To insist that anyone who proposes changing the Reserve Bank’s mandate is economically damaging and stupid is as contemptuous of democracy and dangerous to the economy as Mkhwebane’s excess. It is undemocratic because it seeks to close down policy debate by declaring that only one view of the Reserve Bank’s mandate can ensure a healthy economy. It is dangerous because it blocks the search for economic remedies by seeking to bully even those who propose only mild changes to what the country now has.

The idea that the Reserve Bank should have a broader mandate is neither radical nor dangerous. The most famous central bank, the US Federal Reserve, has a broader mandate. Its dual mandate requires it to seek maximum employment as well as price stability.

The Australian equivalent’s mandate includes “maintenance of full employment and economic prosperity and welfare of the people”. The European Central Bank, famed for its love of austerity, has a mandate to seek “sustainable growth”.

And the the Bank of England’s website says that, subject to its goal of price stability, it aims to support the government’s economic objectives.

In South Africa, not only has the view that the central bank’s mandate is too restrictive been repeated periodically but it may well have been implemented for a while. In 2010, then finance minister Pravin Gordhan wrote to then Reserve Bank governor, Gill Marcus, proposing a mandate which included growth and employment. Marcus reacted positively, which suggests that the bank acted on Gordhan’s letter. The financial system survived.

The US, European and Australian financial systems have also not collapsed. Their mandates have not triggered a downgrade and no one has accused these societies of economic illiteracy.

So either double standards are being applied or we are being told that restrictive central bank mandates are essential only if countries are in particular parts of the world (such as Africa) and governed by particular types of people (Africans).

And why does a change in the Bank’s mandate undermine its independence? A central bank loses its independence if politicians (or anyone else) can tell it what to do, not if its mandate changes.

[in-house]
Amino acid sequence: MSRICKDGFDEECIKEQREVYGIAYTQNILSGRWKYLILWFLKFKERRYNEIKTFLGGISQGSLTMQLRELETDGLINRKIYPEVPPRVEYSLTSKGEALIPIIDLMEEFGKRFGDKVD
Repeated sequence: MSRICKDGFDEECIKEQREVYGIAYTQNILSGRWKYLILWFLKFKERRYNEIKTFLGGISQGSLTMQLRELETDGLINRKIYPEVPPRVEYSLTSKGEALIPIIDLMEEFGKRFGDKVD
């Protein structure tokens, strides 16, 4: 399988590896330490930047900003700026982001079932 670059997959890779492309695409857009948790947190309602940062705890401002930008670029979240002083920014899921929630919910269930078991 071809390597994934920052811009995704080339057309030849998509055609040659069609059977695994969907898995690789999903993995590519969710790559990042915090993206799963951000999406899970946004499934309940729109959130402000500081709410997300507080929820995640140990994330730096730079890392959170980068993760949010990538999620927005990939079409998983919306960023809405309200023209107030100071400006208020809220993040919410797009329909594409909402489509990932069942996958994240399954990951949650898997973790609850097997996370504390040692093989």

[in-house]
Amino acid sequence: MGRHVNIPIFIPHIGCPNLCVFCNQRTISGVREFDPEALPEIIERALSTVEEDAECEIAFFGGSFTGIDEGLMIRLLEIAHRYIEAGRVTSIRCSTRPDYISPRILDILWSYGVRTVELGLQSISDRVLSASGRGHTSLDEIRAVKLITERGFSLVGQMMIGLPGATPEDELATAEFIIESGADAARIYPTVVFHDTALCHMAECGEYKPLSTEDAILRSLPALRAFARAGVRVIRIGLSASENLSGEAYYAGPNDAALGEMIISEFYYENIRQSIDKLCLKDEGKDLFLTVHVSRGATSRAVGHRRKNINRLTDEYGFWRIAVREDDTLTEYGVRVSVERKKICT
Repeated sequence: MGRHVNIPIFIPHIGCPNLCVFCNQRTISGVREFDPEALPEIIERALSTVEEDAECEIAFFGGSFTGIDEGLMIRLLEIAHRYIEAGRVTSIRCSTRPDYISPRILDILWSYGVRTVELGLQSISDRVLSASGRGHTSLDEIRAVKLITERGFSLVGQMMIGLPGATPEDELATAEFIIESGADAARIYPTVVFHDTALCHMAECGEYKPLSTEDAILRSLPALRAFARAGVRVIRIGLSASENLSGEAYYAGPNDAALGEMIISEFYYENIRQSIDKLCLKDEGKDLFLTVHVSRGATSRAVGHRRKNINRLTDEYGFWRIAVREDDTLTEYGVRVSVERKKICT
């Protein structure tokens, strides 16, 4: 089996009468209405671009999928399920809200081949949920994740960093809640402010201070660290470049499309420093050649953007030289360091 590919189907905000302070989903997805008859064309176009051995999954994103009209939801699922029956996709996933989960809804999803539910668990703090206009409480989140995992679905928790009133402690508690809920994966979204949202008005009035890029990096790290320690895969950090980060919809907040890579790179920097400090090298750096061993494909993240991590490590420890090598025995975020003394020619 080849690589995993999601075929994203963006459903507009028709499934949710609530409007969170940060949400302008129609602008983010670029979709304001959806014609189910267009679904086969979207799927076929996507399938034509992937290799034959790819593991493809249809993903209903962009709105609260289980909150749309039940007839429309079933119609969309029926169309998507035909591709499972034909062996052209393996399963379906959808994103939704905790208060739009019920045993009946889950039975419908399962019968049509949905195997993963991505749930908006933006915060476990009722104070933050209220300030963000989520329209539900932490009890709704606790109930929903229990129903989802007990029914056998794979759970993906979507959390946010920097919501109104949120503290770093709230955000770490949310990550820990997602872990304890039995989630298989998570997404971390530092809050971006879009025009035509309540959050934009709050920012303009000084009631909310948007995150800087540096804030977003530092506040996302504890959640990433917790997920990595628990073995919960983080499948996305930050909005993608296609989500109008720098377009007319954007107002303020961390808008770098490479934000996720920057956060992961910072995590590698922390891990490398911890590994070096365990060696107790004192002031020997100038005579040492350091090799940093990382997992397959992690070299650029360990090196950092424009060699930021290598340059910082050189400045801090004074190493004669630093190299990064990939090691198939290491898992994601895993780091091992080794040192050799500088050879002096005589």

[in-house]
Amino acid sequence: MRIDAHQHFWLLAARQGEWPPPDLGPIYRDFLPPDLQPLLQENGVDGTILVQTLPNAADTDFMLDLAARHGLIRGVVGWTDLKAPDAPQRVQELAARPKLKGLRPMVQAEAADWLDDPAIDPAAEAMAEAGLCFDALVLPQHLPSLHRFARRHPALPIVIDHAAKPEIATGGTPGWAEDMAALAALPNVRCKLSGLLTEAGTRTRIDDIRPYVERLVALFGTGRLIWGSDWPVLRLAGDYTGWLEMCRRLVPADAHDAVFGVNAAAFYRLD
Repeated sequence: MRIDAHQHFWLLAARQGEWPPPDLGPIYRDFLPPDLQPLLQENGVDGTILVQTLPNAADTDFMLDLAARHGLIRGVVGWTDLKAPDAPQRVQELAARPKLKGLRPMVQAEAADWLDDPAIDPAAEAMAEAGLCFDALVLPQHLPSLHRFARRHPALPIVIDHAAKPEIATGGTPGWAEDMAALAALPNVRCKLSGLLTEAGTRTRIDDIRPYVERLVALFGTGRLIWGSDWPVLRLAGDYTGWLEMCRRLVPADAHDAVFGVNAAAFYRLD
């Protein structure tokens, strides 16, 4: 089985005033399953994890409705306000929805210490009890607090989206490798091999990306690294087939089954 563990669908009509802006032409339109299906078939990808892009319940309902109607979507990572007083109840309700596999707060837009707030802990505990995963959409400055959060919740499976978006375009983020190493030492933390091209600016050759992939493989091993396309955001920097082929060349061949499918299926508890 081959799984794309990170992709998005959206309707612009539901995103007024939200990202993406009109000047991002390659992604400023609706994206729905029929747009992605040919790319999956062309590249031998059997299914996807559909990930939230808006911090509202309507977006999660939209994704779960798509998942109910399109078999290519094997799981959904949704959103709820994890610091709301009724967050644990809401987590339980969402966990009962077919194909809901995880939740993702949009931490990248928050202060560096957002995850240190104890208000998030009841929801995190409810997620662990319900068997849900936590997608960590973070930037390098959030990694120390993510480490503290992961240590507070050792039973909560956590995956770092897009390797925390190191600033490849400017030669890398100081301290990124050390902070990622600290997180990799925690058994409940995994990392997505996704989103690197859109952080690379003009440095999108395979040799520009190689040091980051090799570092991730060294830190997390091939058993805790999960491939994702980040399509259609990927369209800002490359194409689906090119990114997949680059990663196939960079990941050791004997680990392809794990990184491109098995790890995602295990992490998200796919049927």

For all its flaws, the Public Protector’s proposal would retain the Reserve Bank’s independence, leaving it to the bank to decide what promotes the “well-being” of the people or “transformation”.

Closing down debate is common

None of this means that the Reserve Bank’s mandate must change. Or that central bank independence must go. But it does mean that no one should be discouraged from debating the issue, as people routinely do in other democracies and market economies. What, besides that prejudice which we prettify by the term Afropessimism, explains the insistence that we may not debate what is freely discussed in most other places?

Closing down debate in this way is common in South Africa. It also lies behind complaints of policy uncertainty which does not mean, as it does elsewhere, that government keeps changing its mind and sending mixed messages – the macro-economic framework has been stable for more than two decades. It means, rather, that some people – who some others may take seriously – raise policy ideas the economic mainstream does not like.

This demand that people can say anything they like about economic policy as long as the mainstream likes it too offers a misleading view of the economy. It says that there is nothing wrong with it except political interference and that it will flourish if politicians simply leave alone what is done now.

The contrary evidence is offered by mainstream organisations such as the International Monetary Fund and the South African Reserve Bank itself which have shown that the current economic rut is a product of problems in the private economy as well as what government does.

The ConversationThis means that the economy must change. This, in turn, requires new ideas. They will not emerge unless everything is up for debate and ideas are not silenced because they trigger the fears and prejudices of a few.

Steven Friedman, Professor of Political Studies, University of Johannesburg

This article was originally published on The Conversation. Read the original article.